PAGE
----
Enhancing Early Childhood Educators' Knowledge of Computer Science and Engineering Concepts to Spark Young Children's Early Interest in STEM Careers
High-quality experiences with science, technology, engineering, and mathematics (STEM) in the pre-kindergarten years pave the way for learning about computer science and engineering in K-12 classrooms. Early, high-quality STEM learning experiences are also an essential way to attract more students to STEM course work and STEM careers. Currently however, the number of high-quality STEM education resources and materials available to preschool educators is limited. This 3-year project addresses this gap in teachers’ capacity to support young children’s STEM content knowledge by developing (1) a play-based computer science and pre-engineering education program for pre-K children, (2) a web-based, early childhood teacher workforce development program, and (3) accompanying child and early childhood educator assessments. In designing these elements, the project will follow four principles of early learning: (1) technology-mediated learning and pre-engineering is a natural and critical part of children’s early learning; (2) children’s curiosity about the world around them abounds and their engagement with technology is a powerful catalyst for children’s play; (3) with appropriate guidance and equity in access, children’s natural curiosity becomes the foundation for beginning to use technology-mediated inquiry skills and early problem-solving to explore the surrounding world; and (4) early exploration can be a rich context in which children use and develop important early computer science and pre-engineering skills, including programming, working as a team, communication using “pre-engineering” vocabulary, applied mathematics, and design thinking. Project partners include the University of Southern California’s STEM faculty and four Los Angeles community colleges, all of which are Hispanic-Serving Institutions. A set of Los Angeles-area preschools that serve linguistically and culturally diverse communities will serve as research sites. A total of 30 early childhood education teachers with their 600+ children will participate in the implementation research; matched numbers of children will be recruited for the control condition (1200 children total).
The project’s research questions include: (1) In what ways does the project’s infusing of play-based early computer science and pre-engineering into child development programs impact young children’s early computer science and pre-engineering knowledge, and their knowledge of and early interest in STEM careers? (2) What is the relationship between the project’s teacher professional development model and participating teachers’ content knowledge of early computer science and pre-engineering and instructional performance? and (3) What impact does the teachers’ cyber-safety focused professional development have on the cyber-safe practices of participating preschool teachers and their young students? The project will use a modular, web-based, teacher professional development program that allows preschool educators and university STEM faculty to co-create materials and engage in teacher professional development together. In years two and three, the project will test the development, feasibility, and fidelity of its approach using a randomized controlled trial (RCT). The RCT will be scaled annually, beginning with two pilot test sites, and continuing with testing across six large sites by the project's final year. Data to be collected include observation of classroom teaching and children’s behaviors, teacher interviews, teacher focus groups, and parent and teacher surveys. During the 2-year RCT, multivariate analyses will be used to examine whether teachers and children in the intervention group have significantly higher post-test scores than their peers in the control group. The team will regress the post-test scores on a set of control variables (race, gender, socioeconomic status), pre/baseline-test scores, and a variable representing intervention versus control to further examine whether teachers and children in the intervention group have significantly higher post-test scores than teachers and children in the control group. Cross group comparisons will be made. At the end of the project, multilevel hierarchical linear modeling (HLM) will be employed comparing teachers and children in Year 3 of the RCT. The project aims to produce a fully tested set of bilingual, bicultural products for national dissemination. Products would include a fully exportable, web-based, modular early childhood educator STEM workforce training and professional development model which focuses on “junior computer science and pre-engineering” through play. This project is funded by the Innovative Technology Experiences for Students and Teachers (ITEST) program, which supports projects that build understandings of practices, program elements, contexts and processes contributing to increasing students' knowledge and interest in science, technology, engineering, and mathematics (STEM) and information and communication technology (ICT) careers.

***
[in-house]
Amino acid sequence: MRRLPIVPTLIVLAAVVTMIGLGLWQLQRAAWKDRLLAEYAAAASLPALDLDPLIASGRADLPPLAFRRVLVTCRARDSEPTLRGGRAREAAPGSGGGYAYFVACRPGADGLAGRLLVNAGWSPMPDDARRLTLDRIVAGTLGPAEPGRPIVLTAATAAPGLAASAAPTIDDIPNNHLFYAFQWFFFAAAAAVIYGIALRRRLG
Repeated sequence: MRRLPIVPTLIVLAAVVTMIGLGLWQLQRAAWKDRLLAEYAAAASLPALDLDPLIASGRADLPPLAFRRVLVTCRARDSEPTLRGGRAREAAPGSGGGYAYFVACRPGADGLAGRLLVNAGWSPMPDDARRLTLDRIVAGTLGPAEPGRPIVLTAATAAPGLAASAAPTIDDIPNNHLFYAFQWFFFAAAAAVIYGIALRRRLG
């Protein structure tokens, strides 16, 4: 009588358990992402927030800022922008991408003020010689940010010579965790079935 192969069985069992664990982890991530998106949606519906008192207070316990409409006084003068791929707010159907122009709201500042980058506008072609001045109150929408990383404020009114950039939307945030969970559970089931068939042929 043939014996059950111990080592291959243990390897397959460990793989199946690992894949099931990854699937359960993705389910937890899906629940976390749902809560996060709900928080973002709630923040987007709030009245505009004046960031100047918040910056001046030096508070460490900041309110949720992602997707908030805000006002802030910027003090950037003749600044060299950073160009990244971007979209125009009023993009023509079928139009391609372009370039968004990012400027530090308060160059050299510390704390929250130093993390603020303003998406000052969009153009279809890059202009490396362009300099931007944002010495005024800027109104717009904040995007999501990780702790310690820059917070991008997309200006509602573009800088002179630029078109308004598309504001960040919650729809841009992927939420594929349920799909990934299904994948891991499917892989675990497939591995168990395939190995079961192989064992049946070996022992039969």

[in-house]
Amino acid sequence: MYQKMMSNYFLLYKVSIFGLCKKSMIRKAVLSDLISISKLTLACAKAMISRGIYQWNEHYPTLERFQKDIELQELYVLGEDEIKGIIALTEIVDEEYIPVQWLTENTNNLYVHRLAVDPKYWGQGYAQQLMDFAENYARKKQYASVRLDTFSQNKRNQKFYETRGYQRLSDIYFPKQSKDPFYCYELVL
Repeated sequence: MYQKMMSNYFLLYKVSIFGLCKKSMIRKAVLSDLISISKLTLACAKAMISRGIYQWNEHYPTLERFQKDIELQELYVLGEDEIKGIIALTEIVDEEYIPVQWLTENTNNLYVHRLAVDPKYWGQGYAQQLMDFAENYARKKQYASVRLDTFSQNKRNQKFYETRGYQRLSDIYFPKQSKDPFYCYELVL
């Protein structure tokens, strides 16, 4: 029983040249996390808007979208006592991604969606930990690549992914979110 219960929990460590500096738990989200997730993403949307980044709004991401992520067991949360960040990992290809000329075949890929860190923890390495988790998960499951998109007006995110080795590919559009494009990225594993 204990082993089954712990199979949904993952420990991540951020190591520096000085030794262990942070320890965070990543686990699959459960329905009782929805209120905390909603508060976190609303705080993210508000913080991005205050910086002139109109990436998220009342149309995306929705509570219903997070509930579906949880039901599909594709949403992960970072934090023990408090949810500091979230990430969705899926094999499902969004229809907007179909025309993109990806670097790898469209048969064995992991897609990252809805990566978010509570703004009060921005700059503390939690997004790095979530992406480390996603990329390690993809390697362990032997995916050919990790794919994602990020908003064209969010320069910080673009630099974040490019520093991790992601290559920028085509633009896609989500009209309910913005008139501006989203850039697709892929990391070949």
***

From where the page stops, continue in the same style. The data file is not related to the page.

This award reflects NSF's statutory mission and has been deemed worthy of support through evaluation using the Foundation's intellectual merit and broader impacts review criteria.